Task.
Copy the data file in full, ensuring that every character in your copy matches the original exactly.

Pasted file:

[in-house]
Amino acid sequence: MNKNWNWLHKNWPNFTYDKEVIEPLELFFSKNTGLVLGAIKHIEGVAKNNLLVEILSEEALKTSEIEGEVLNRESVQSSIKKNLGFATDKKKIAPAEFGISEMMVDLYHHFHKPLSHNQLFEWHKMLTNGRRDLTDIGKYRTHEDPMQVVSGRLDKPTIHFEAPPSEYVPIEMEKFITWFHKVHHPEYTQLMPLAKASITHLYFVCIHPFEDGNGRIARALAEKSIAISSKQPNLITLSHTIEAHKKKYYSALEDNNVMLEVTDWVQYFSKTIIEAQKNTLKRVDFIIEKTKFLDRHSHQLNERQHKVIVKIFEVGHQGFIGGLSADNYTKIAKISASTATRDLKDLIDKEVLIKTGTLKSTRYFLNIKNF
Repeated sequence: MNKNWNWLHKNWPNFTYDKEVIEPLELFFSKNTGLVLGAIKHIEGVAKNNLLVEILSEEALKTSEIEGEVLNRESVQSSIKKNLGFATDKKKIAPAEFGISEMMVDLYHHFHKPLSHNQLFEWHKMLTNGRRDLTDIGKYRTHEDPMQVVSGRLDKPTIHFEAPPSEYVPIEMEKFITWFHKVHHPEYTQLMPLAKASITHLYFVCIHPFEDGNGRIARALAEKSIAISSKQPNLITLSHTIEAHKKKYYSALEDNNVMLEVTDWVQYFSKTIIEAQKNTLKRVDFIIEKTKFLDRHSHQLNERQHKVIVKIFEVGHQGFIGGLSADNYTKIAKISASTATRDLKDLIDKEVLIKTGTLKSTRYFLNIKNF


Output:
[in-house]
Amino acid sequence: MNKNWNWLHKNWPNFTYDKEVIEPLELFFSKNTGLVLGAIKHIEGVAKNNLLVEILSEEALKTSEIEGEVLNRESVQSSIKKNLGFATDKKKIAPAEFGISEMMVDLYHHFHKPLSHNQLFEWHKMLTNGRRDLTDIGKYRTHEDPMQVVSGRLDKPTIHFEAPPSEYVPIEMEKFITWFHKVHHPEYTQLMPLAKASITHLYFVCIHPFEDGNGRIARALAEKSIAISSKQPNLITLSHTIEAHKKKYYSALEDNNVMLEVTDWVQYFSKTIIEAQKNTLKRVDFIIEKTKFLDRHSHQLNERQHKVIVKIFEVGHQGFIGGLSADNYTKIAKISASTATRDLKDLIDKEVLIKTGTLKSTRYFLNIKNF
Repeated sequence: MNKNWNWLHKNWPNFTYDKEVIEPLELFFSKNTGLVLGAIKHIEGVAKNNLLVEILSEEALKTSEIEGEVLNRESVQSSIKKNLGFATDKKKIAPAEFGISEMMVDLYHHFHKPLSHNQLFEWHKMLTNGRRDLTDIGKYRTHEDPMQVVSGRLDKPTIHFEAPPSEYVPIEMEKFITWFHKVHHPEYTQLMPLAKASITHLYFVCIHPFEDGNGRIARALAEKSIAISSKQPNLITLSHTIEAHKKKYYSALEDNNVMLEVTDWVQYFSKTIIEAQKNTLKRVDFIIEKTKFLDRHSHQLNERQHKVIVKIFEVGHQGFIGGLSADNYTKIAKISASTATRDLKDLIDKEVLIKTGTLKSTRYFLNIKNF